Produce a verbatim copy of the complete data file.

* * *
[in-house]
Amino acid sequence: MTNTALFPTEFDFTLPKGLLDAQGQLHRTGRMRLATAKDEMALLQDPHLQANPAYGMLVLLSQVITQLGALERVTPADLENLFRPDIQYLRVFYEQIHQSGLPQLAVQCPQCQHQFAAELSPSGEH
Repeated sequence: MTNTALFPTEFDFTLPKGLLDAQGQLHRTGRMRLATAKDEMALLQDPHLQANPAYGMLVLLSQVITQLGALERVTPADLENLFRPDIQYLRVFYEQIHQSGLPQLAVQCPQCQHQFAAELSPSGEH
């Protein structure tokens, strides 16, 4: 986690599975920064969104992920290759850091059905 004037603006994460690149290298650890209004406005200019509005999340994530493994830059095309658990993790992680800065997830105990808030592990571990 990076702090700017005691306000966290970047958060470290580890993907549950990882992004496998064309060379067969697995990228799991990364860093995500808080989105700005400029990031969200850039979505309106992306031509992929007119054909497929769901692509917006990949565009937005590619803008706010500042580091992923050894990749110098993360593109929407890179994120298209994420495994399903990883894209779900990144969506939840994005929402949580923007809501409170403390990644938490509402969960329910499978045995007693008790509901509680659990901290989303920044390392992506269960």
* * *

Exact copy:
[in-house]
Amino acid sequence: MTNTALFPTEFDFTLPKGLLDAQGQLHRTGRMRLATAKDEMALLQDPHLQANPAYGMLVLLSQVITQLGALERVTPADLENLFRPDIQYLRVFYEQIHQSGLPQLAVQCPQCQHQFAAELSPSGEH
Repeated sequence: MTNTALFPTEFDFTLPKGLLDAQGQLHRTGRMRLATAKDEMALLQDPHLQANPAYGMLVLLSQVITQLGALERVTPADLENLFRPDIQYLRVFYEQIHQSGLPQLAVQCPQCQHQFAAELSPSGEH
């Protein structure tokens, strides 16, 4: 986690599975920064969104992920290759850091059905 004037603006994460690149290298650890209004406005200019509005999340994530493994830059095309658990993790992680800065997830105990808030592990571990 990076702090700017005691306000966290970047958060470290580890993907549950990882992004496998064309060379067969697995990228799991990364860093995500808080989105700005400029990031969200850039979505309106992306031509992929007119054909497929769901692509917006990949565009937005590619803008706010500042580091992923050894990749110098993360593109929407890179994120298209994420495994399903990883894209779900990144969506939840994005929402949580923007809501409170403390990644938490509402969960329910499978045995007693008790509901509680659990901290989303920044390392992506269960």